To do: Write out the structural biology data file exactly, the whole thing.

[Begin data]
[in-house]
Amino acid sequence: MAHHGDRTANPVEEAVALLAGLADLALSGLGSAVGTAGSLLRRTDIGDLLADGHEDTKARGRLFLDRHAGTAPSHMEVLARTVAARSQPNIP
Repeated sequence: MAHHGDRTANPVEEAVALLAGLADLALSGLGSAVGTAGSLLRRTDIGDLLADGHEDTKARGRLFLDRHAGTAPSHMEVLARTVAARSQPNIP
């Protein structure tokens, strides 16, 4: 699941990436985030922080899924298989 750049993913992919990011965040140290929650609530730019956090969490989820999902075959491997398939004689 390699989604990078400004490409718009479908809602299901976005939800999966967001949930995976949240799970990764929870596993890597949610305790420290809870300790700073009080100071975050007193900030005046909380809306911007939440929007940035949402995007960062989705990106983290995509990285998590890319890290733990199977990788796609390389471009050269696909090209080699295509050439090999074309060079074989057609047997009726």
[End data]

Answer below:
[in-house]
Amino acid sequence: MAHHGDRTANPVEEAVALLAGLADLALSGLGSAVGTAGSLLRRTDIGDLLADGHEDTKARGRLFLDRHAGTAPSHMEVLARTVAARSQPNIP
Repeated sequence: MAHHGDRTANPVEEAVALLAGLADLALSGLGSAVGTAGSLLRRTDIGDLLADGHEDTKARGRLFLDRHAGTAPSHMEVLARTVAARSQPNIP
């Protein structure tokens, strides 16, 4: 699941990436985030922080899924298989 750049993913992919990011965040140290929650609530730019956090969490989820999902075959491997398939004689 390699989604990078400004490409718009479908809602299901976005939800999966967001949930995976949240799970990764929870596993890597949610305790420290809870300790700073009080100071975050007193900030005046909380809306911007939440929007940035949402995007960062989705990106983290995509990285998590890319890290733990199977990788796609390389471009050269696909090209080699295509050439090999074309060079074989057609047997009726």